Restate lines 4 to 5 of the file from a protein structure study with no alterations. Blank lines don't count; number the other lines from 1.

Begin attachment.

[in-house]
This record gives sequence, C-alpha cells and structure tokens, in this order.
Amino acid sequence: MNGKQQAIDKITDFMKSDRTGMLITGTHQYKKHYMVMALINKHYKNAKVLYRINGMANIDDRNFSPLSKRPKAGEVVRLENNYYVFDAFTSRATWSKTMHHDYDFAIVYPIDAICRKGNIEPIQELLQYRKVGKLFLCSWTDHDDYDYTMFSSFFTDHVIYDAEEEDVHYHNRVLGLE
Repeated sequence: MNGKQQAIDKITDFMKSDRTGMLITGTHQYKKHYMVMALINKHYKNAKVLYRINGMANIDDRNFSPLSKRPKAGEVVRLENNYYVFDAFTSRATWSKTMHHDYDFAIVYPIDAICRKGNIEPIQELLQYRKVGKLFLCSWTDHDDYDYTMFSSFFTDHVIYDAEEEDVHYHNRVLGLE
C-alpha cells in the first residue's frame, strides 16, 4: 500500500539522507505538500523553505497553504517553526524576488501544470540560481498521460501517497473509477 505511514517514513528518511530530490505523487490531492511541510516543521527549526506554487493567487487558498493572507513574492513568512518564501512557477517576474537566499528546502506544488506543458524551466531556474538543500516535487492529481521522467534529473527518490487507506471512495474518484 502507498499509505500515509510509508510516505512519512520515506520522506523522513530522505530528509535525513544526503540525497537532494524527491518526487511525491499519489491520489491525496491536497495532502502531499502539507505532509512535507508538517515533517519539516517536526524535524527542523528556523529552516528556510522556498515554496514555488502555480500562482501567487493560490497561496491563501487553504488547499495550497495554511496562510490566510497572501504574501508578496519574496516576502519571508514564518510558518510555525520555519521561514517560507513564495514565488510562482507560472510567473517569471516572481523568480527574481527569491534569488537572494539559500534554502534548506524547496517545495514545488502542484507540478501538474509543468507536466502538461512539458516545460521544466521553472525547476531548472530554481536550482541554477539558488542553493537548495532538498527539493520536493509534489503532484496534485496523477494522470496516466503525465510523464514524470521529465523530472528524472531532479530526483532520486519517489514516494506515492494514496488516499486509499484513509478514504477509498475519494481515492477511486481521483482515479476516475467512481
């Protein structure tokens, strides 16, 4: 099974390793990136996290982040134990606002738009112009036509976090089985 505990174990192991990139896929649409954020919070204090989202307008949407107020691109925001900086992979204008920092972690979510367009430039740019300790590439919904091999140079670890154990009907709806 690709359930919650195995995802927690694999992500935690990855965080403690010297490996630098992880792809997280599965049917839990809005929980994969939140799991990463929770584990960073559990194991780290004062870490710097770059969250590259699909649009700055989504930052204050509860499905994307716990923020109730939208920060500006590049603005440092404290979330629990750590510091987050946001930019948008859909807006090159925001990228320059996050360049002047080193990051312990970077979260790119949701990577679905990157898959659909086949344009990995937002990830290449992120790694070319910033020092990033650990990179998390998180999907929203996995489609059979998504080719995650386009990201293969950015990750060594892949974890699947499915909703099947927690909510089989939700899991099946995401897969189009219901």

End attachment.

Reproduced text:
Repeated sequence: MNGKQQAIDKITDFMKSDRTGMLITGTHQYKKHYMVMALINKHYKNAKVLYRINGMANIDDRNFSPLSKRPKAGEVVRLENNYYVFDAFTSRATWSKTMHHDYDFAIVYPIDAICRKGNIEPIQELLQYRKVGKLFLCSWTDHDDYDYTMFSSFFTDHVIYDAEEEDVHYHNRVLGLE
C-alpha cells in the first residue's frame, strides 16, 4: 500500500539522507505538500523553505497553504517553526524576488501544470540560481498521460501517497473509477 505511514517514513528518511530530490505523487490531492511541510516543521527549526506554487493567487487558498493572507513574492513568512518564501512557477517576474537566499528546502506544488506543458524551466531556474538543500516535487492529481521522467534529473527518490487507506471512495474518484 502507498499509505500515509510509508510516505512519512520515506520522506523522513530522505530528509535525513544526503540525497537532494524527491518526487511525491499519489491520489491525496491536497495532502502531499502539507505532509512535507508538517515533517519539516517536526524535524527542523528556523529552516528556510522556498515554496514555488502555480500562482501567487493560490497561496491563501487553504488547499495550497495554511496562510490566510497572501504574501508578496519574496516576502519571508514564518510558518510555525520555519521561514517560507513564495514565488510562482507560472510567473517569471516572481523568480527574481527569491534569488537572494539559500534554502534548506524547496517545495514545488502542484507540478501538474509543468507536466502538461512539458516545460521544466521553472525547476531548472530554481536550482541554477539558488542553493537548495532538498527539493520536493509534489503532484496534485496523477494522470496516466503525465510523464514524470521529465523530472528524472531532479530526483532520486519517489514516494506515492494514496488516499486509499484513509478514504477509498475519494481515492477511486481521483482515479476516475467512481